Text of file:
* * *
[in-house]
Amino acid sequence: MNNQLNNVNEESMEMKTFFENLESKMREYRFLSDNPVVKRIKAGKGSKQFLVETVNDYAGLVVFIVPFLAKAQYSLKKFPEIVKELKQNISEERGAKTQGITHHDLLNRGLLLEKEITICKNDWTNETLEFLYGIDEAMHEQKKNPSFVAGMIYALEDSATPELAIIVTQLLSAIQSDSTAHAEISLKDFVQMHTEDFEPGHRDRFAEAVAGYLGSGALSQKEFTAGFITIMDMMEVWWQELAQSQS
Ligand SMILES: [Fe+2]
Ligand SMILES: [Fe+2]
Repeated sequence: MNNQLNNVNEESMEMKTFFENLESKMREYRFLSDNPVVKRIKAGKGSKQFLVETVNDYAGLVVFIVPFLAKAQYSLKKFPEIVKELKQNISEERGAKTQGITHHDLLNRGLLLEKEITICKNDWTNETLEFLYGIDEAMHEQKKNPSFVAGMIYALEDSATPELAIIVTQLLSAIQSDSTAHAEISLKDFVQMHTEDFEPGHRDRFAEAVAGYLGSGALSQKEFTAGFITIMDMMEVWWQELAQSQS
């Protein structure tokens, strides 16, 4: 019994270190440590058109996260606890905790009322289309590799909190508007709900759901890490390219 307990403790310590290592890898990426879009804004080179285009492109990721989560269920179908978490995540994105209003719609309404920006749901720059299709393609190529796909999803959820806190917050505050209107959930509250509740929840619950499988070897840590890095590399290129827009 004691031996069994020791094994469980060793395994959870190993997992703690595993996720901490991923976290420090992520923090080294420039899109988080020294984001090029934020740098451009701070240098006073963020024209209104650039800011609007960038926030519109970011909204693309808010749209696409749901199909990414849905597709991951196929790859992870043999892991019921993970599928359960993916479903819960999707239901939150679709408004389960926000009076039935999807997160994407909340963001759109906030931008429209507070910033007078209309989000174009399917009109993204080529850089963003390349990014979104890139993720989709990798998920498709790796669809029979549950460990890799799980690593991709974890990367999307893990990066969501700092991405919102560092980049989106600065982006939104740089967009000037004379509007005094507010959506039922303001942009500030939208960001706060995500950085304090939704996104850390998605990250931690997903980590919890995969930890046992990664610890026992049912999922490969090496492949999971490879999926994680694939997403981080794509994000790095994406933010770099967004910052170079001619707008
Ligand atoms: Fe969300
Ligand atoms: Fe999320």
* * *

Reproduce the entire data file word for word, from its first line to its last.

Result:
[in-house]
Amino acid sequence: MNNQLNNVNEESMEMKTFFENLESKMREYRFLSDNPVVKRIKAGKGSKQFLVETVNDYAGLVVFIVPFLAKAQYSLKKFPEIVKELKQNISEERGAKTQGITHHDLLNRGLLLEKEITICKNDWTNETLEFLYGIDEAMHEQKKNPSFVAGMIYALEDSATPELAIIVTQLLSAIQSDSTAHAEISLKDFVQMHTEDFEPGHRDRFAEAVAGYLGSGALSQKEFTAGFITIMDMMEVWWQELAQSQS
Ligand SMILES: [Fe+2]
Ligand SMILES: [Fe+2]
Repeated sequence: MNNQLNNVNEESMEMKTFFENLESKMREYRFLSDNPVVKRIKAGKGSKQFLVETVNDYAGLVVFIVPFLAKAQYSLKKFPEIVKELKQNISEERGAKTQGITHHDLLNRGLLLEKEITICKNDWTNETLEFLYGIDEAMHEQKKNPSFVAGMIYALEDSATPELAIIVTQLLSAIQSDSTAHAEISLKDFVQMHTEDFEPGHRDRFAEAVAGYLGSGALSQKEFTAGFITIMDMMEVWWQELAQSQS
């Protein structure tokens, strides 16, 4: 019994270190440590058109996260606890905790009322289309590799909190508007709900759901890490390219 307990403790310590290592890898990426879009804004080179285009492109990721989560269920179908978490995540994105209003719609309404920006749901720059299709393609190529796909999803959820806190917050505050209107959930509250509740929840619950499988070897840590890095590399290129827009 004691031996069994020791094994469980060793395994959870190993997992703690595993996720901490991923976290420090992520923090080294420039899109988080020294984001090029934020740098451009701070240098006073963020024209209104650039800011609007960038926030519109970011909204693309808010749209696409749901199909990414849905597709991951196929790859992870043999892991019921993970599928359960993916479903819960999707239901939150679709408004389960926000009076039935999807997160994407909340963001759109906030931008429209507070910033007078209309989000174009399917009109993204080529850089963003390349990014979104890139993720989709990798998920498709790796669809029979549950460990890799799980690593991709974890990367999307893990990066969501700092991405919102560092980049989106600065982006939104740089967009000037004379509007005094507010959506039922303001942009500030939208960001706060995500950085304090939704996104850390998605990250931690997903980590919890995969930890046992990664610890026992049912999922490969090496492949999971490879999926994680694939997403981080794509994000790095994406933010770099967004910052170079001619707008
Ligand atoms: Fe969300
Ligand atoms: Fe999320």